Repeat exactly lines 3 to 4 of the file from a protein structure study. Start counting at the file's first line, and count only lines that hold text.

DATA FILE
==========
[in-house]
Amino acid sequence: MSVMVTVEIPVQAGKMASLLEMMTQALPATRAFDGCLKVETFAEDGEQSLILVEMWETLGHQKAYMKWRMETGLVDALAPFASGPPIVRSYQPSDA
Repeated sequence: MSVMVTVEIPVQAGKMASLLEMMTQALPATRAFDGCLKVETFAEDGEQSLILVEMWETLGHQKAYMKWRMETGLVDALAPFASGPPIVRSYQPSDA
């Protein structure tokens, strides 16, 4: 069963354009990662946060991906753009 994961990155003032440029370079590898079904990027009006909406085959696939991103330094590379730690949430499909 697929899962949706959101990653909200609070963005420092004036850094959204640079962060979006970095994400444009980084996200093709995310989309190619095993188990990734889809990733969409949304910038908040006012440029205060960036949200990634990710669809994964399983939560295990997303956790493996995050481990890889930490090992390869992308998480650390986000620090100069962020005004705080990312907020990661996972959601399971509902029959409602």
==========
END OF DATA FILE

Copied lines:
Repeated sequence: MSVMVTVEIPVQAGKMASLLEMMTQALPATRAFDGCLKVETFAEDGEQSLILVEMWETLGHQKAYMKWRMETGLVDALAPFASGPPIVRSYQPSDA
């Protein structure tokens, strides 16, 4: 069963354009990662946060991906753009 994961990155003032440029370079590898079904990027009006909406085959696939991103330094590379730690949430499909 697929899962949706959101990653909200609070963005420092004036850094959204640079962060979006970095994400444009980084996200093709995310989309190619095993188990990734889809990733969409949304910038908040006012440029205060960036949200990634990710669809994964399983939560295990997303956790493996995050481990890889930490090992390869992308998480650390986000620090100069962020005004705080990312907020990661996972959601399971509902029959409602």